Oak Leaves
 
 

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Oak Leaves

This is a discussion on Oak Leaves within the Horse Health forums, part of the Keeping and Caring for Horses category
  • Horse eating oak leaves
  • Is it ok for horses to eat oak leaves

 
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    11-05-2009, 05:39 PM
  #1
Foal
Oak Leaves

I have two oak trees in my paddock, which is probably almost 2 acres. Not too terribly big. Since Fall is here, there are leaves and acorns in their pasture. They have eaten the grass down a lot, so there isn't a whole let left. Should I be worried about them eating the leaves and acorns? I know that they are poisonous, but more so in cattle and sheep. Should I be concerned? The trees are really helpful in the summer for shade, so I hate to cut them down. Should I leave-blow the area?

Thanks for your advice! :)
     
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    11-05-2009, 05:44 PM
  #2
Super Moderator
It depends on the horse, whether they will eat them or not. I would definitely keep a watchful eye on them.


Signs of oak poisoning are:
  • colic symptoms
  • diarrhea
  • darkened urine
  • depression
     
    11-05-2009, 08:15 PM
  #3
Weanling
I agree^^, it depends on the horse, although, I will say that I have about four of them on my property, and a forest of them around my fencing, so my two girls eat alot of the leaves that fall. And not even my little filly has had any problems with them. Of course, though, as with all horses, you need to watch them.
     
    11-05-2009, 08:39 PM
  #4
Foal
I have approx. 25 in my pasture with a couple of places that the leaves are about 12" deep. I have no problem with the horses. Horses are pretty smart they pretty much leave things along that are bad for them, unless they have nothing to eat they probably wont mess with the leaves.
     
    11-05-2009, 09:31 PM
  #5
Trained
I didn't realize oak leaves were poisonous. My horse grabs a few off the ground everyday on our short ride through the woods to the town riding ring. I haven't seen any indication that they're causing him problems. Then again he only grabs a few.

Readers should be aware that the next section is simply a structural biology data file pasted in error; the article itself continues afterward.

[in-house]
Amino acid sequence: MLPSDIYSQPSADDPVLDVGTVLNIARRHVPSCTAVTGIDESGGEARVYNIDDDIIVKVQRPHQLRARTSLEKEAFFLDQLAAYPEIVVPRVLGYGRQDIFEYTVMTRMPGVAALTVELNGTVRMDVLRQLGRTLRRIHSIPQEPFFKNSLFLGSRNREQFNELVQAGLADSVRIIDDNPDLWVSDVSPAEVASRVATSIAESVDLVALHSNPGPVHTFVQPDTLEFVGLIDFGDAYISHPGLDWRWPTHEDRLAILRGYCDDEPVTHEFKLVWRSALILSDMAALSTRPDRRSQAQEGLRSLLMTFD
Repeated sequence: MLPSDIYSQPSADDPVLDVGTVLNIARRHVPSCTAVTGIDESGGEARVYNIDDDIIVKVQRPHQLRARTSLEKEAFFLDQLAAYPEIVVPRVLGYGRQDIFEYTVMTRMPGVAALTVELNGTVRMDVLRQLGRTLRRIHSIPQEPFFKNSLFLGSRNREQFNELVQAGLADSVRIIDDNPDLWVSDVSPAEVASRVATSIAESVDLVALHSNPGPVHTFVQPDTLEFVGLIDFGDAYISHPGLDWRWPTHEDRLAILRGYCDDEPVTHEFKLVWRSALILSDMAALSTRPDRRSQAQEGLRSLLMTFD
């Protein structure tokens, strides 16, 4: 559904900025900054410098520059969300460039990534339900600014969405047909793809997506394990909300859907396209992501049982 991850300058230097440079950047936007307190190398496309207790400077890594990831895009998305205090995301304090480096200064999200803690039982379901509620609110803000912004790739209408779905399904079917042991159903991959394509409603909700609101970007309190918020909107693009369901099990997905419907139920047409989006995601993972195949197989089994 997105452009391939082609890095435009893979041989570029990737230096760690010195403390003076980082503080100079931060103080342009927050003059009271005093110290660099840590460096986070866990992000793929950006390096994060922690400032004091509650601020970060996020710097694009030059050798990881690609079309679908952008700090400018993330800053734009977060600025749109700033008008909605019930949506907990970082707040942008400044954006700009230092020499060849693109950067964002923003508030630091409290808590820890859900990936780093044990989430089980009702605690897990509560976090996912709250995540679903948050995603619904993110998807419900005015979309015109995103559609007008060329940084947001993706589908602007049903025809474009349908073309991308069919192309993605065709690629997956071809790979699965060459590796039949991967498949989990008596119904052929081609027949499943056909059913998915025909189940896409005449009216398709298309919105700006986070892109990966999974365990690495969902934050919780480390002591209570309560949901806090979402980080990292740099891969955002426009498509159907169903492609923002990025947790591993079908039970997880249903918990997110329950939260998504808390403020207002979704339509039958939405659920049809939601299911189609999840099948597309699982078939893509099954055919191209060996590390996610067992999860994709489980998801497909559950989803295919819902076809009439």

11-05-2009, 09:45 PM
  #6
Trained
Thety have to eat a gut full to have any syptoms usually. If you are feeding them enough bulk then you probably have nothing to worry about.
     
    11-06-2009, 02:15 PM
  #7
Foal
They get fed twice a day, once in the morning and once in the afternoon. They each get six sections of hay a day, so we try to keep them busy with that. There is also a little bit of grass out in the field, but not too terribly much. I looked in their poop and it looks like they've been eating them, but they aren't having diarrhea or lethargy. I'll keep an eye on them. Thanks!
     
    11-06-2009, 04:04 PM
  #8
dee
Started
I would think that oak leaves are more of a problem in the spring than in the fall. The fall leaves are large and tough. The spring leaves are relatively tender and sweet, and green up faster than the grass does around here!
     
    11-07-2009, 05:54 AM
  #9
Trained
Quote:
Originally Posted by kevinshorses    
Thety have to eat a gut full to have any syptoms usually. If you are feeding them enough bulk then you probably have nothing to worry about.
My experience, too...same with acorns. This time of year, we always make sure our mares have enough free choice hay to keep their gut filled since they seem to like to eat acorns as a dessert, and we had an unusually large number this year. We have a lot of oaks and have never had a problem.
     
    11-07-2009, 08:32 PM
  #10
Weanling
Growing up in Arkansas, there were oaks everywhere. Never had a problem with the leaves at all, but the acorns were like crack for some horses. THe acorns aren't so bad after a good rain because it leaches the tannin out of them (the poison). They can founder from it, either the big dietary change or the excessive tannin, but we just penned our "crack heads" off the oak trees until a good soaking rain. The other horses never seemed to care. Usually, the horses that are stalled a good deal of the time, or dry lotted (and obsese which is probably related to a metabolic problem and they don't know WHAT they need or don't) that were just desperate to chew on most anything. Of course, we had a forest of them, not just one or two, so a couple of trees don't pose as much of a threat overall, They probably consume the nuts as they fall, rather than waiting for all the nuts to fall, then gorging on them. Or, if all else fails, try hosing the nuts down pretty good, but I wouldn't cut down good shade trees over it.
     

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